Eu furious over thai government bird flu coverup
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Thursday February 5, 3:45 PM
EU furious over Thai government's bird flu "cover-up"
The European Union (EU) has blasted Thailand for covering up the bird flu outbreak and misleading its consumer protection commissioner David Byrne during a visit here last month, press reports say.
The Nation newspaper said Byrne's head of cabinet Martin Power summoned Thailand's ambassador to the EU Surapong Posayanond on January 29 to rap him for embarrassing the commissioner.
After meetings with Thai ministers here Byrne said the EU was "satisfied there is no evidence of any bird flu in Thailand", only to have the government confirm a massive outbreak three days later.
"It was disgraceful that the Thai government misinformed the comissioner, who directly oversees health and consumer protection," Power told the ambassador, according to a diplomatic cable cited by The Nation.
"The commissioner has lost his long-held confidence in the Thai government," said the cable sent from Thailand's embassy in Brussels to the foreign ministry in Bangkok.
Power also reportedly said that Byrne had been heavily criticised by the European media for naively trusting Thai authorities.
The EU has already complained about Thailand's lack of transparency in dealing with bird flu, particularly after Prime Minister Thaksin Shinawatra admitted the government suspected the outbreak but kept quiet for fear of causing panic.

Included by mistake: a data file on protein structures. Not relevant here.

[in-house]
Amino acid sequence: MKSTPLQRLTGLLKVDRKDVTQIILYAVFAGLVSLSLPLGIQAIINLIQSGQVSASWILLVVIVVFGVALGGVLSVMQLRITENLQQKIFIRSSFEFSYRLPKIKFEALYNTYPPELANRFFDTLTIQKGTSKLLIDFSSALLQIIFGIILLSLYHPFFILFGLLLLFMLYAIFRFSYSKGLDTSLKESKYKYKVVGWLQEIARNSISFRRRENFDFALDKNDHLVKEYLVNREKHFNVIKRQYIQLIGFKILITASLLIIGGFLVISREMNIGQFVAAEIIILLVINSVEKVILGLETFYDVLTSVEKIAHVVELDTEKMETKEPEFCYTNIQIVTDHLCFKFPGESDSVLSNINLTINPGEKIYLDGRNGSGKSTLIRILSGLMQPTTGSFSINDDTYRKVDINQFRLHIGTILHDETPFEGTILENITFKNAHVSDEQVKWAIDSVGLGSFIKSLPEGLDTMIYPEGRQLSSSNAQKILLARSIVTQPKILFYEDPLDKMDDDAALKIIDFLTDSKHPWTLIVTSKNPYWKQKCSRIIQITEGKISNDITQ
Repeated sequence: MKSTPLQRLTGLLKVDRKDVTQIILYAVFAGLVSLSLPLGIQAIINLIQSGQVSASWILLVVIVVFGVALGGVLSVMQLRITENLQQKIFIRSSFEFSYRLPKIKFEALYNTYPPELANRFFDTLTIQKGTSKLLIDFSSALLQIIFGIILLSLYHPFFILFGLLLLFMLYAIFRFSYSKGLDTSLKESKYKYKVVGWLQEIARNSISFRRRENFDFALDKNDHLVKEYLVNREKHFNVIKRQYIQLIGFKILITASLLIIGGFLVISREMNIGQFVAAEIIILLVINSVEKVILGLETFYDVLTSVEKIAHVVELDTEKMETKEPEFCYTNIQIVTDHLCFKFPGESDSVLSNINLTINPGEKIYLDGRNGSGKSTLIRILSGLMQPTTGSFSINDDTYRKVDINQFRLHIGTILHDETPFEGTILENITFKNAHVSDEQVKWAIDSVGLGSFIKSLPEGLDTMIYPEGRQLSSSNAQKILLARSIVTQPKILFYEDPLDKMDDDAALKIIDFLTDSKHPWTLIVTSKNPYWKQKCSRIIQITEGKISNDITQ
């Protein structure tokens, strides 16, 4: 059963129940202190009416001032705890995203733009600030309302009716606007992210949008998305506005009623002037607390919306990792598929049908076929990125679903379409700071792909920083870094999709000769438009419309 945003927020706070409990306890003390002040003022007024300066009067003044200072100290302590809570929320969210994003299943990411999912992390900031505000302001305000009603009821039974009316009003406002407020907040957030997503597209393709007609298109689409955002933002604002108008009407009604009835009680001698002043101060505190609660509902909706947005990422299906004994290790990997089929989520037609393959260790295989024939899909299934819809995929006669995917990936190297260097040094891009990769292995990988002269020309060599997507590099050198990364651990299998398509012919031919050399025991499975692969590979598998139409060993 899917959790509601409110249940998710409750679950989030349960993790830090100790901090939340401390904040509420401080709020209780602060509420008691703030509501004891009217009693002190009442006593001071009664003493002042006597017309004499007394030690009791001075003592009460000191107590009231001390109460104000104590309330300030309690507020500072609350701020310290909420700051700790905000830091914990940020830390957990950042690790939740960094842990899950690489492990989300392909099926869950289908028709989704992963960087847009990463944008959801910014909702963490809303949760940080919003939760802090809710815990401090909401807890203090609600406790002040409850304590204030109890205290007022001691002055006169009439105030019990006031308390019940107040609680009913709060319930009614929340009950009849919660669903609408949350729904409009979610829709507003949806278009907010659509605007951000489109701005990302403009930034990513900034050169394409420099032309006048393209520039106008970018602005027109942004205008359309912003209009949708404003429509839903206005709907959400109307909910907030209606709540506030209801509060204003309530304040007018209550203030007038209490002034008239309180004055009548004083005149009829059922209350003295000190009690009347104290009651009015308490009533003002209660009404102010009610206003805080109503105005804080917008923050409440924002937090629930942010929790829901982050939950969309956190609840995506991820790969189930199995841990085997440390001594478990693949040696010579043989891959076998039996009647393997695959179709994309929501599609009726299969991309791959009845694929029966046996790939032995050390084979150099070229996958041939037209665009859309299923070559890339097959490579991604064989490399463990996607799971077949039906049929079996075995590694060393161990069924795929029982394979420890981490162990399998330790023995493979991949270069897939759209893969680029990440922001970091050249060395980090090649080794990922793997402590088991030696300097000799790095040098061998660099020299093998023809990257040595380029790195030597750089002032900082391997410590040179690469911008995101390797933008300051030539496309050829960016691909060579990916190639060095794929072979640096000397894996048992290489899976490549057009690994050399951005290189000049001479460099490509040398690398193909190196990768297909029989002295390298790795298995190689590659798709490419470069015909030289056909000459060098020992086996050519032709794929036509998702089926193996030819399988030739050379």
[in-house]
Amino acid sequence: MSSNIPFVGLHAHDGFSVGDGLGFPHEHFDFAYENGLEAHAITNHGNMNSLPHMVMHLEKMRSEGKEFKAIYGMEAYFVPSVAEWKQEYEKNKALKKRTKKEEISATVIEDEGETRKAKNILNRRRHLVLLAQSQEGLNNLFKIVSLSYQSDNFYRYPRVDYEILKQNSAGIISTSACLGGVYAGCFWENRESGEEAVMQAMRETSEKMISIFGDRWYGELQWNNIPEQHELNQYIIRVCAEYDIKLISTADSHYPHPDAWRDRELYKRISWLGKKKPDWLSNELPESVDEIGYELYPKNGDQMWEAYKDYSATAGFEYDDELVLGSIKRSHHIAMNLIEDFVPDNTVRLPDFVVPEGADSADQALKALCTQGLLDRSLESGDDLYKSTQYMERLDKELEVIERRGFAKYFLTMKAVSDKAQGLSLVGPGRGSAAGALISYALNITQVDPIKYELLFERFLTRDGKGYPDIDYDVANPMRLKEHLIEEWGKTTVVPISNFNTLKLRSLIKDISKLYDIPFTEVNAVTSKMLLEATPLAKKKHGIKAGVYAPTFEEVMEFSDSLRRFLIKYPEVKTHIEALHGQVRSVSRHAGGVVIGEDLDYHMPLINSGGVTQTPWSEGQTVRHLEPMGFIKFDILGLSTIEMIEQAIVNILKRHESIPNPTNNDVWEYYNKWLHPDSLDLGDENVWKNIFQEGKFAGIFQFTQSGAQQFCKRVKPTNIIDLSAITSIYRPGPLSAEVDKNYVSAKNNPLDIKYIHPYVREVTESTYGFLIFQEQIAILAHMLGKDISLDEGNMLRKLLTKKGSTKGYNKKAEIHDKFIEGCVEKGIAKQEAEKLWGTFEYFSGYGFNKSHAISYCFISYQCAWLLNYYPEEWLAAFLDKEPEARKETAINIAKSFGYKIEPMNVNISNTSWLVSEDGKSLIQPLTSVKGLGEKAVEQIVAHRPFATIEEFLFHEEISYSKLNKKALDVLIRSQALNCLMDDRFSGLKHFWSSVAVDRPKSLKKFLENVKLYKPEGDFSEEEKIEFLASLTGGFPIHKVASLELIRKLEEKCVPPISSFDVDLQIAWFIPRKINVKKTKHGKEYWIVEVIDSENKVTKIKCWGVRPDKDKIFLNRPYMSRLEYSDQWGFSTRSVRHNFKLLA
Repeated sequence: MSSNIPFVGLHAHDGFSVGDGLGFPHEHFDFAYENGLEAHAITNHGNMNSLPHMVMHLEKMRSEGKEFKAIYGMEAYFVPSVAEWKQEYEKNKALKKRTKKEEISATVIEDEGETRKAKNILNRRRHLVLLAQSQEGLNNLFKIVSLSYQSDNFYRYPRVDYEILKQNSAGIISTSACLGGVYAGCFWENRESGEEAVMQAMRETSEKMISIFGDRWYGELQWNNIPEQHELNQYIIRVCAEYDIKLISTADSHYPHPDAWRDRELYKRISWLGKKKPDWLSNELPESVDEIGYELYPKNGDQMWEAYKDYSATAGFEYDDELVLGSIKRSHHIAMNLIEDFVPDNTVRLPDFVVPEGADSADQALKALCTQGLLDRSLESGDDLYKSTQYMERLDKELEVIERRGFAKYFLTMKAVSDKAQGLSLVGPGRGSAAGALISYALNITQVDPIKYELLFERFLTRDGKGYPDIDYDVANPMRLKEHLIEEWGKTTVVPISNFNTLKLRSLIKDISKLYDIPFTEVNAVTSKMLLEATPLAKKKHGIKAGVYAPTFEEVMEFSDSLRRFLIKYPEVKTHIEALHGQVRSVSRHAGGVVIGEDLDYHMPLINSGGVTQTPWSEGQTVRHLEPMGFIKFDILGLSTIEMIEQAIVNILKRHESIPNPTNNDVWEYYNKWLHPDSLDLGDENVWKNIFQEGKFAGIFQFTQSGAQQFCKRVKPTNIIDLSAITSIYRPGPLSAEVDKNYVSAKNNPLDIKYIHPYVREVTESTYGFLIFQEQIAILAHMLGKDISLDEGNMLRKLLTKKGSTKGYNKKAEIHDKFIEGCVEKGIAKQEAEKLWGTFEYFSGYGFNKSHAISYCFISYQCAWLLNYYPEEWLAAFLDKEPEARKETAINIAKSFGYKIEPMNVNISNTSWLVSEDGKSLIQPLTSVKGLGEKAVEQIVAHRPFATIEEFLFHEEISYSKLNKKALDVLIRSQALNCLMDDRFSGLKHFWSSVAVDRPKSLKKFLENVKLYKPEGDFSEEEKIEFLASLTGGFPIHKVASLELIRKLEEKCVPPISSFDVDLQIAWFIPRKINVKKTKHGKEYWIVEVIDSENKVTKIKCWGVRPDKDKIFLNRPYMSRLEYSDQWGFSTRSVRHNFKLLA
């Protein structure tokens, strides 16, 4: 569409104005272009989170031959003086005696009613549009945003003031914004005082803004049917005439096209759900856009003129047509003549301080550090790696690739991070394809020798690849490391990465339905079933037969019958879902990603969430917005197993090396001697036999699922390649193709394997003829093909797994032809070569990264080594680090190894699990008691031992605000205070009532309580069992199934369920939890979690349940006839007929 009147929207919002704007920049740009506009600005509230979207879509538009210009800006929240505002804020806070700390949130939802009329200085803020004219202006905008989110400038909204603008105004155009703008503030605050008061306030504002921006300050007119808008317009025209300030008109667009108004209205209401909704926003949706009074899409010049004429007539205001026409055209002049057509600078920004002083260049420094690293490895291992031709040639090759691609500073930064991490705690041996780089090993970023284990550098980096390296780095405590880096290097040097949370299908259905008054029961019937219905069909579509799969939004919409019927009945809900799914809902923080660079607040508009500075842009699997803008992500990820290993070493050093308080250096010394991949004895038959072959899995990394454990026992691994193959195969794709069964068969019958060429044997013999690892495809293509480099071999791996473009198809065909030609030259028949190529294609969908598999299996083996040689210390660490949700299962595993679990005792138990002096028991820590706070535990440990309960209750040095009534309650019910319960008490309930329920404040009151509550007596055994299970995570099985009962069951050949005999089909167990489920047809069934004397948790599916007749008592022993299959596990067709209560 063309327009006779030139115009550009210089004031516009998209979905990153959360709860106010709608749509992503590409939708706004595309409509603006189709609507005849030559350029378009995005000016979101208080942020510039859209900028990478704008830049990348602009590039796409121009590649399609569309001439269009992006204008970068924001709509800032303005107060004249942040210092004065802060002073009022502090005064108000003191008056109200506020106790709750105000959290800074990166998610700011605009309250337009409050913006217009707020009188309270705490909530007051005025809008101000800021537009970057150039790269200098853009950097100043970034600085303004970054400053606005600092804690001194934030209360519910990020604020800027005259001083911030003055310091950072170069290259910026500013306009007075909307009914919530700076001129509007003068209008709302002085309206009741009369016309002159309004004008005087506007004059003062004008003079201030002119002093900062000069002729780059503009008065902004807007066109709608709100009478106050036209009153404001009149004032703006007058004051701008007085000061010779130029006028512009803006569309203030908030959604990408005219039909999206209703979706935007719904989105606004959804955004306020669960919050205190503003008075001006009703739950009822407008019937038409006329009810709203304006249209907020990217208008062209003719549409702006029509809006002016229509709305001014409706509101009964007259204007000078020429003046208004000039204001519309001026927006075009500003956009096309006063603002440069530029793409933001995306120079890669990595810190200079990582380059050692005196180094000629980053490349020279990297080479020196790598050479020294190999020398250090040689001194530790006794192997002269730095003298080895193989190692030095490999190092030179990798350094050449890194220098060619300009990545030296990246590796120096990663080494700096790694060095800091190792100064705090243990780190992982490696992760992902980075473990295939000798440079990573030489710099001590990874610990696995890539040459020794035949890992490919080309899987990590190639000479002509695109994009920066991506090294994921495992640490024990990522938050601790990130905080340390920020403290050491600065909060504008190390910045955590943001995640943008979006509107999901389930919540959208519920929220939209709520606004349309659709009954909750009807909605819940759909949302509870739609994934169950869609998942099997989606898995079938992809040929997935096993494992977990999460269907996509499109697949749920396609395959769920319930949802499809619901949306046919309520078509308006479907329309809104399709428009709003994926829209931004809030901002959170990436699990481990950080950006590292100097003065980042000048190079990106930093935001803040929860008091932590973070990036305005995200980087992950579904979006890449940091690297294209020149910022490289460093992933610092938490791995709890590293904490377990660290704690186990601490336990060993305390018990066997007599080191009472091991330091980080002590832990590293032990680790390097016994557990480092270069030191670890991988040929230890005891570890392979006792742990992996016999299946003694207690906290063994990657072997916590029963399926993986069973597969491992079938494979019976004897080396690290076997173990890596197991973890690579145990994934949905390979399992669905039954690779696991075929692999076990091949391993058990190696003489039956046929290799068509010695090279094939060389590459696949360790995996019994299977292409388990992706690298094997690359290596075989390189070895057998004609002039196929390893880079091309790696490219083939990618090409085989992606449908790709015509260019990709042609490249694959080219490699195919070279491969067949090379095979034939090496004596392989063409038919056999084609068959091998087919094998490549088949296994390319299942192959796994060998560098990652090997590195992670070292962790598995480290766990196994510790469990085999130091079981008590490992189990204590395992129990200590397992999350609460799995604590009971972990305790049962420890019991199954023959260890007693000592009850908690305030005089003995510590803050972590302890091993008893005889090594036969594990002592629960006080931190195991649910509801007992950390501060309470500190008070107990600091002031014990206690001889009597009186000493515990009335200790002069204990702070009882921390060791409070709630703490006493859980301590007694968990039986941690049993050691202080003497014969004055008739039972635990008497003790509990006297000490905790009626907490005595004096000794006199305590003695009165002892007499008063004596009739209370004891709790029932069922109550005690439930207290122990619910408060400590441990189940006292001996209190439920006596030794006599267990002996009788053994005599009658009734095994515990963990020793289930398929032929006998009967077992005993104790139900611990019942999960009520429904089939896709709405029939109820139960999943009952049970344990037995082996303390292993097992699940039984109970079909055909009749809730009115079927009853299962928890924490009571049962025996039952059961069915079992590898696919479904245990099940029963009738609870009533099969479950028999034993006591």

Byrne's spokeswoman Beate Gminder said late last month that an EU ban on Thai chicken, which has helped devastate the kingdom's 1.2 billion dollar poultry exporting industry, could be lengthy.
"Given the unfolding of events in Thailand last week, the admission by the Thai prime minister that things were not as the public was led to believe, an independent verification of these measures and its impact in Thailand will have to take place," she said in unusually frank remarks.
"In these circumstances... of non-transparency... a complete reliance on Thai assurances does not seem to be the best way to go forward."
On Tuesday the EU extended the ban for six months to August 15, saying it wanted to make sure there was no risk of transmission through eating poultry products.
The Nation said Agriculture Minister Somsak Thepsuthin sent a letter to Byrne last week explaining the government had not intended to cover up the outbreak, and that bird flu was not confirmed here earlier because officials dealing with it were inexperienced.
The government has admitted publicly that it "screwed up" in its handling of the bird flu crisis, which has killed at least five people here, but that inefficiency on the part of government agencies was to blame.
Another nine countries have been hit by bird flu